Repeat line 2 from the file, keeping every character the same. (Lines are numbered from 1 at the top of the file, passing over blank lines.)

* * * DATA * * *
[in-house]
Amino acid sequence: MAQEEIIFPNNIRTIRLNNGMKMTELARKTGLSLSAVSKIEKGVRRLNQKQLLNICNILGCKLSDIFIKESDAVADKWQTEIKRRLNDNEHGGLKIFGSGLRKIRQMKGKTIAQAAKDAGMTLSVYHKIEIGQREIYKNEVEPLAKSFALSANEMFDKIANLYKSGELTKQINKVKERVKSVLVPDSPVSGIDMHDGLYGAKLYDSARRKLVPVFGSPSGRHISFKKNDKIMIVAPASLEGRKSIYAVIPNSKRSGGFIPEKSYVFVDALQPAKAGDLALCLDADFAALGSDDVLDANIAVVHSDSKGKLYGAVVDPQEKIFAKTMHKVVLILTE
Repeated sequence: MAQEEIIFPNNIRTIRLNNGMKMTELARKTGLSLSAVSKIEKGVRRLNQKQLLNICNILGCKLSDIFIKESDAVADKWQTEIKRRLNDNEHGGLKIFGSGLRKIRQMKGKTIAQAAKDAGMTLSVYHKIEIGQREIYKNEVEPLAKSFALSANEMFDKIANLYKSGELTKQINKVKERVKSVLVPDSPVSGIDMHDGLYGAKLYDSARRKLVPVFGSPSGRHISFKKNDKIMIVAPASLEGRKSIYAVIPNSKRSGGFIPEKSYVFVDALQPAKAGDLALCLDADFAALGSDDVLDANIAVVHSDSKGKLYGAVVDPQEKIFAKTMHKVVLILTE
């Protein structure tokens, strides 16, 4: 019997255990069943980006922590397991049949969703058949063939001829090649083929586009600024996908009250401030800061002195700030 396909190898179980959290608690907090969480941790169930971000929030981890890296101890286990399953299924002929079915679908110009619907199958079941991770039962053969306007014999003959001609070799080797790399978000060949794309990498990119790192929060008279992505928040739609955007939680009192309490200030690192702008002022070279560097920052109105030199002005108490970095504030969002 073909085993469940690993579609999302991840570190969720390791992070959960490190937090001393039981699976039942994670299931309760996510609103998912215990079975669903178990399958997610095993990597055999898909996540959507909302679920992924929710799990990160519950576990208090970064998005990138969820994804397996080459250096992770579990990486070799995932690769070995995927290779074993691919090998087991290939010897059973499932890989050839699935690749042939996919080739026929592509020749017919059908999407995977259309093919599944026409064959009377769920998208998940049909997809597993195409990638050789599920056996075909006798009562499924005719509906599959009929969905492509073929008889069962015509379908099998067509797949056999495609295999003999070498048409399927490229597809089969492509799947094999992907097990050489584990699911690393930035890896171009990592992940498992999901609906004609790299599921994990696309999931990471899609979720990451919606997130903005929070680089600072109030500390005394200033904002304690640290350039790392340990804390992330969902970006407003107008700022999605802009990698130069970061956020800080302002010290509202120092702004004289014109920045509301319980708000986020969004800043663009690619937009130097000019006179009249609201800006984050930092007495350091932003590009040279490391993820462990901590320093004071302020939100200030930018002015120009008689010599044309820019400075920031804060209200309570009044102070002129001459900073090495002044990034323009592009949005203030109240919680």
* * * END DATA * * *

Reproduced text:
Amino acid sequence: MAQEEIIFPNNIRTIRLNNGMKMTELARKTGLSLSAVSKIEKGVRRLNQKQLLNICNILGCKLSDIFIKESDAVADKWQTEIKRRLNDNEHGGLKIFGSGLRKIRQMKGKTIAQAAKDAGMTLSVYHKIEIGQREIYKNEVEPLAKSFALSANEMFDKIANLYKSGELTKQINKVKERVKSVLVPDSPVSGIDMHDGLYGAKLYDSARRKLVPVFGSPSGRHISFKKNDKIMIVAPASLEGRKSIYAVIPNSKRSGGFIPEKSYVFVDALQPAKAGDLALCLDADFAALGSDDVLDANIAVVHSDSKGKLYGAVVDPQEKIFAKTMHKVVLILTE